Albums Of The Week

Music reviews: Local singer-songwriters Nicholas Chim and Leon Markcus get personal in new works

Nicholas Chim (above) and Leon Markcus (right) sing about heartbreak.
Nicholas Chim (above) and Leon Markcus sing about heartbreak.PHOTOS: MARILYN YUN JIN, LEON MARKCUS
Nicholas Chim (above) and Leon Markcus (right) sing about heartbreak.
Nicholas Chim and Leon Markcus (above) sing about heartbreak.PHOTOS: MARILYN YUN JIN, LEON MARKCUS

Songs about failed relationships take centre stage in home-grown singers Nicholas Chim and Leon Markcus' new releases

Woe to those who step on the toes of singer-songwriters - you might just get a song or two dedicated to you, a la Taylor Swift.

At least that is what it feels like when one is listening to two recently released EPs by home-grown troubadours Nicholas Chim and Leon Markcus.

Chim, a familiar name in the scene known for his heartfelt paeans to heartbreak, is painfully candid on The Greatest Enemy, his first new release in three years.

Opening track God You're A Tool is especially vehement. The former guitarist of indie rockers Vertical Rush sings: "We trade our lines on the phone/Play this game out just so you know/You're a f***ing tool and it shows/There's really no excuse for your soul."

A failed relationship yields Overboard, where Chim, 32, muses: "Get over yourself, love/This vision is flawed/Stop chasing romance, love/ Cos we're over, we're overboard."

You feel his pain as much as you feel bad for the subject of his ire.

  • Nicholas Chim (above) and Leon Markcus (right) sing about heartbreak.

    FOLK/INDIE ROCK

    THE GREATEST ENEMY

    Nicholas Chim

    Self-released

    4 stars

  • Nicholas Chim (above) and Leon Markcus (right) sing about heartbreak.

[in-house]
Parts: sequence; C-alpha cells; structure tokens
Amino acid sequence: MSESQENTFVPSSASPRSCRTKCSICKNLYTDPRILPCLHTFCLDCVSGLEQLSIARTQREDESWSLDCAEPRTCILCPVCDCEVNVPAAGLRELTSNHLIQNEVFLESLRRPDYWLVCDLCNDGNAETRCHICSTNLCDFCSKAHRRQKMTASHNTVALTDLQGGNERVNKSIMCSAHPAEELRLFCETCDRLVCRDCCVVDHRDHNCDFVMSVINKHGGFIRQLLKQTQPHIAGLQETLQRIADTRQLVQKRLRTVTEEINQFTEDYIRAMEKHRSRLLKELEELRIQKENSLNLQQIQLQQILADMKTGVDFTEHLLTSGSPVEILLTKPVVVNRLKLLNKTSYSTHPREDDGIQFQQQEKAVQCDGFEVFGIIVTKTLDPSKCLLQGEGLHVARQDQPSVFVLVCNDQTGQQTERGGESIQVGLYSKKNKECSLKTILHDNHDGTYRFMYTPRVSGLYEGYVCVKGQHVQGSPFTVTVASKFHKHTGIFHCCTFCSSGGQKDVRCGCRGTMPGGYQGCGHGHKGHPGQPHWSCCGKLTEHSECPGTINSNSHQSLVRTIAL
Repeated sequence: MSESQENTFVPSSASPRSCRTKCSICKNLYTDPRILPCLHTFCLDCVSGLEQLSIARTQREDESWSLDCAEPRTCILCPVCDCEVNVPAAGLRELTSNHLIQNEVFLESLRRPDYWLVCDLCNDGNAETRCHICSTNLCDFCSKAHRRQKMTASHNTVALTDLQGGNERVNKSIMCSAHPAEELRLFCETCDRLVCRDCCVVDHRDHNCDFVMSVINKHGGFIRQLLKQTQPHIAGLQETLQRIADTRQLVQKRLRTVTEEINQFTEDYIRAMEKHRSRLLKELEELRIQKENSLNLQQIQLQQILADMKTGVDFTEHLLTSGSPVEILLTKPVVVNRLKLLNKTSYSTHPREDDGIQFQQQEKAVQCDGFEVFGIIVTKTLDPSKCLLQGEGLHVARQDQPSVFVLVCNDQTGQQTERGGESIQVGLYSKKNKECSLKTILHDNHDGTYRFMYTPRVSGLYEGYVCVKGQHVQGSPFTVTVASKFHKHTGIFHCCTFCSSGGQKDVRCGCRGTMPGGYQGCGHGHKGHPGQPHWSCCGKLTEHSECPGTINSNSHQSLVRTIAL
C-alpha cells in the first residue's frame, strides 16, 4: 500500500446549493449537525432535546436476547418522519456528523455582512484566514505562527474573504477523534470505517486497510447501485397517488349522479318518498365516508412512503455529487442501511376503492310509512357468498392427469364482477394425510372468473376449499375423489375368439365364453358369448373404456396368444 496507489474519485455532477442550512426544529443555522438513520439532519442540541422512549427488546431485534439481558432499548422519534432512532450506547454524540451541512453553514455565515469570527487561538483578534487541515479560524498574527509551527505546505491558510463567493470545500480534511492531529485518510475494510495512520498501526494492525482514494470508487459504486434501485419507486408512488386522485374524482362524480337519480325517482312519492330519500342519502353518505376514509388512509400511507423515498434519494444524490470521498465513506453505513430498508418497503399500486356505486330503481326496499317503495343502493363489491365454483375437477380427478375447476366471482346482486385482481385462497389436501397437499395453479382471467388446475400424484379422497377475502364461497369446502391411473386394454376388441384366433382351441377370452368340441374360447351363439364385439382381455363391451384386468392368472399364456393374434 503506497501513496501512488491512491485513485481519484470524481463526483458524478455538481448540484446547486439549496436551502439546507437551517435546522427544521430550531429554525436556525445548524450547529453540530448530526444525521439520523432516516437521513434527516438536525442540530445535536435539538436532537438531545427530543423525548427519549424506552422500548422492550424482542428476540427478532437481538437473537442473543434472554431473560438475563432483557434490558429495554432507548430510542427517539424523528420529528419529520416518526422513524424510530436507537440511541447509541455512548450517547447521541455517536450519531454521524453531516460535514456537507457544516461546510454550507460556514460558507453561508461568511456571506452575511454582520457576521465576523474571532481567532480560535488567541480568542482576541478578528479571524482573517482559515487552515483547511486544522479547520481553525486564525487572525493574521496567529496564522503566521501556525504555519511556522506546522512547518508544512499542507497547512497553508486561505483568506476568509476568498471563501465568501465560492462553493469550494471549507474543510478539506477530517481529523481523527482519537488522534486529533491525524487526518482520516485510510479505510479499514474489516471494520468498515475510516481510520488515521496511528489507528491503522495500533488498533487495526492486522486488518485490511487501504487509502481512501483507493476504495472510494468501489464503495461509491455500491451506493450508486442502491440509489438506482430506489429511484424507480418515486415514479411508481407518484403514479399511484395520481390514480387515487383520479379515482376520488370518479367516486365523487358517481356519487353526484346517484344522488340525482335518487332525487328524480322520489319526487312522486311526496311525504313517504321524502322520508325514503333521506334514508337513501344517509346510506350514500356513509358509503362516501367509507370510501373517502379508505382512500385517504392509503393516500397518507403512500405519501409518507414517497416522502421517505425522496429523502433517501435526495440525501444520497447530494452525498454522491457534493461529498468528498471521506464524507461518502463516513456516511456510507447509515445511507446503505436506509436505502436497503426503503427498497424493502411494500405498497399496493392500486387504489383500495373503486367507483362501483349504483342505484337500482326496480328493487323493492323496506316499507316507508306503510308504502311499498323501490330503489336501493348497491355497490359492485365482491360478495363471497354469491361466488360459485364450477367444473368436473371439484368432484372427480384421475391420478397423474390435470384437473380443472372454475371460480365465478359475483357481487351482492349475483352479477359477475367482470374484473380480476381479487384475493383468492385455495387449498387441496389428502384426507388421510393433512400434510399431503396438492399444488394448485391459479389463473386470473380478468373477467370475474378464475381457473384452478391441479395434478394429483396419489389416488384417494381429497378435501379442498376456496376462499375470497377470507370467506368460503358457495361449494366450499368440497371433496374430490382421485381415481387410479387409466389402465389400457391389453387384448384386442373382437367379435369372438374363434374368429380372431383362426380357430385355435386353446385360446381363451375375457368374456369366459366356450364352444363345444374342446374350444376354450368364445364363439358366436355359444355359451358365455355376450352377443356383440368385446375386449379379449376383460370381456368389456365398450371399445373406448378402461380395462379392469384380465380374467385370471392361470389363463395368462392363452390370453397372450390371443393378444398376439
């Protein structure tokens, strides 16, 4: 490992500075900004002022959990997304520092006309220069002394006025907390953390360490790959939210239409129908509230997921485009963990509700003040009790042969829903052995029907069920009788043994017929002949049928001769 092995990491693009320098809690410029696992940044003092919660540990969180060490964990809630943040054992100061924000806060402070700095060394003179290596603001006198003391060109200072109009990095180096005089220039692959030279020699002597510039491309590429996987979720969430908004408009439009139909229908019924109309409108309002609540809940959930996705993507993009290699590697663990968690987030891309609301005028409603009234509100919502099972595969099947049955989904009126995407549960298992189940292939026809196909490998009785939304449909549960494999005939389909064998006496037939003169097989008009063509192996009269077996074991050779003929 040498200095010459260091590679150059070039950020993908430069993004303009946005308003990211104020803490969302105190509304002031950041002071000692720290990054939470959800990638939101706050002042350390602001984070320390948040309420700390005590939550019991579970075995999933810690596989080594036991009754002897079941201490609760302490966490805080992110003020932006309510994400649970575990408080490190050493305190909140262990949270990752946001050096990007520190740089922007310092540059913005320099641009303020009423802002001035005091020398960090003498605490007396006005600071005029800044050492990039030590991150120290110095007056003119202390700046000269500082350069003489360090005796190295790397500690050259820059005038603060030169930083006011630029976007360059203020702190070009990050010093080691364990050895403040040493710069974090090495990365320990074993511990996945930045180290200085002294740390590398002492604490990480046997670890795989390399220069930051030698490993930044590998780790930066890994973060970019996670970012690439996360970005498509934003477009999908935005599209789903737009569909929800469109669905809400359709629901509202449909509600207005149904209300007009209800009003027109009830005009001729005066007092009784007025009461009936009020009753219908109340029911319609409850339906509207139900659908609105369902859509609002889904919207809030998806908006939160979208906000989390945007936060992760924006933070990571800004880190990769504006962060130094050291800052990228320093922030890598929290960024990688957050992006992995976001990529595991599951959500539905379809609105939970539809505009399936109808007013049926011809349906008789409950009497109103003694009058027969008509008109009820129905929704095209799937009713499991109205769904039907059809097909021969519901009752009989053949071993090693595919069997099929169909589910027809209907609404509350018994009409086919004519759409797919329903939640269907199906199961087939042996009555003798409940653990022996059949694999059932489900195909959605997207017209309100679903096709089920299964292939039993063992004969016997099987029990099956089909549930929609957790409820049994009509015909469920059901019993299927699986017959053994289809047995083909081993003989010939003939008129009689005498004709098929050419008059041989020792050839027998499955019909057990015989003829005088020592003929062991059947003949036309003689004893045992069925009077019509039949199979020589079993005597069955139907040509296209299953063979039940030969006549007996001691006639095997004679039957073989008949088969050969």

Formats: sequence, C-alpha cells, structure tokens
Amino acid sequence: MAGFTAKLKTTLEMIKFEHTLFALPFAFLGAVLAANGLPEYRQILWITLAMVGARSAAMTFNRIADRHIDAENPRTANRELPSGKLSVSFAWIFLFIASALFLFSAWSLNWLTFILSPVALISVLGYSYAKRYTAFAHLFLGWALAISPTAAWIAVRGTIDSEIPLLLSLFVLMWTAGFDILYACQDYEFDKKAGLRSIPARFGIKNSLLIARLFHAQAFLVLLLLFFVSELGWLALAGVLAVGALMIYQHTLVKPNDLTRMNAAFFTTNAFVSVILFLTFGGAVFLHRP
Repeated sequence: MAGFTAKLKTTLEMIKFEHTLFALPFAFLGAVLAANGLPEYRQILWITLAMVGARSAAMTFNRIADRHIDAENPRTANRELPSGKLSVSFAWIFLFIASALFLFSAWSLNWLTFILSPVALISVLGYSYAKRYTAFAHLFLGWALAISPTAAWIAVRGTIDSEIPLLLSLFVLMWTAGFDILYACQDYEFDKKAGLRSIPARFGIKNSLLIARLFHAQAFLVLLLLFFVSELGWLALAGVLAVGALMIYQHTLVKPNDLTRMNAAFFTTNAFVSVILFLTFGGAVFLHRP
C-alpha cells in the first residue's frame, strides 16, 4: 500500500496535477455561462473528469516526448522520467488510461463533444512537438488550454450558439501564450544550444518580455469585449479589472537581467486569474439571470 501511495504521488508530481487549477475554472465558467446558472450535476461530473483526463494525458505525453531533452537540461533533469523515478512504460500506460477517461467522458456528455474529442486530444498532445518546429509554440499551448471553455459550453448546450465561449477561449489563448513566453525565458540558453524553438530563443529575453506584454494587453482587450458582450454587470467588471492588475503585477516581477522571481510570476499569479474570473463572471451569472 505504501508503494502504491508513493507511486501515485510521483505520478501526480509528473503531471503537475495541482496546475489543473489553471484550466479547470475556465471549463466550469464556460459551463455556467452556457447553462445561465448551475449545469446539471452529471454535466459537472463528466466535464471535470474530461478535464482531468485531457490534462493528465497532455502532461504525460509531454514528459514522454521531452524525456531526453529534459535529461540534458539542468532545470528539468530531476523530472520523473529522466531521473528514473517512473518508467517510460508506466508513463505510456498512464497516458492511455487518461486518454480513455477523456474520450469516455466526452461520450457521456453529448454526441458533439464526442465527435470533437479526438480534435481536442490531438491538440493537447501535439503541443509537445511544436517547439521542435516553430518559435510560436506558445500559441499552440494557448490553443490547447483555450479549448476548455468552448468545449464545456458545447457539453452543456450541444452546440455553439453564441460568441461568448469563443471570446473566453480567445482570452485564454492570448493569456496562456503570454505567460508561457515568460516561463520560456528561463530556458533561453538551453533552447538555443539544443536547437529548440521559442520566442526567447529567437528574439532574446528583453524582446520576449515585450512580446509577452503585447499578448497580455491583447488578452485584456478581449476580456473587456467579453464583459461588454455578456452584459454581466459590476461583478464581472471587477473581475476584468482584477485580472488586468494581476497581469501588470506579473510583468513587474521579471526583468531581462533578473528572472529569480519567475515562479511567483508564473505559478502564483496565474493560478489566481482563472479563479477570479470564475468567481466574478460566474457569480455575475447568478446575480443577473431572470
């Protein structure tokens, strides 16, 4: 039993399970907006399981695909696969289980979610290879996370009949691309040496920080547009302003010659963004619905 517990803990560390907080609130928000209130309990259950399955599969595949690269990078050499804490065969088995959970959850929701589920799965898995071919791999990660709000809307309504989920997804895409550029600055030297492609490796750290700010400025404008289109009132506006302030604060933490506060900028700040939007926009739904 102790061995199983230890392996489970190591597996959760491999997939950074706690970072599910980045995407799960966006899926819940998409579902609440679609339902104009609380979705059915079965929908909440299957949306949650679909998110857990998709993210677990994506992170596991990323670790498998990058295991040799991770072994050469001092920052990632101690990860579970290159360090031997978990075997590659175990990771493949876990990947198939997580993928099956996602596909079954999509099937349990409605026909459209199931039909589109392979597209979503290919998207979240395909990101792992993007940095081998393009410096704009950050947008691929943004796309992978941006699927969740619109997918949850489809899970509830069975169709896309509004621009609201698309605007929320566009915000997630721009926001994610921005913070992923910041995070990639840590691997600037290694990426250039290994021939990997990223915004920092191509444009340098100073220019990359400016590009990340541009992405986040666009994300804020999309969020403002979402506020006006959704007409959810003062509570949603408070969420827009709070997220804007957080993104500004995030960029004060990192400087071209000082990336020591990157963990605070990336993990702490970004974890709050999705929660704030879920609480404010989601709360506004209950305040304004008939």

POP

    MANNEQUIN - EP

    Leon Markcus

    Self-released

    3 stars

Chim's usual stripped-down voice-and-guitar live act is beefed up with the expansive sounds of a full band and string section, adding a layer of melancholic beauty to the tunes.

His baritone nevertheless rings true above the lush instrumentation, whether it is the pristine plucked acoustic guitar strings on Under Your Scar ("All you've done all these years/All this fighting, all these tears adds up to nothing") or the rising crescendo of drums at the end of Come On Sing Out.

Newcomer Leon Markcus, the alter-ego of 20-year-old Leon Chua Jun Rong, also takes on failed relationships and manipulative ex-lovers.

The jaunty This Is How It Goes Down, with its call-and-response chorus, is full of vitriol, with him planning comeuppance against an erstwhile beau who did him wrong ("Do the b**** walk like you do").

On the title track, a pastiche of 1960s pop, he croons about how a lifeless Mannequin makes a better companion than any lover ("My mannequin boyfriend/I need no woman and I need no man").

While the overall production is a little lacklustre and could do with more punch, Mannequin is a commendable, refreshing and deeply personal collection of flamboyant, dramatic pop tunes that sets him apart from other budding home-grown talents.

A version of this article appeared in the print edition of The Straits Times on July 06, 2016, with the headline 'To all the ones they've loved before'. Print Edition | Subscribe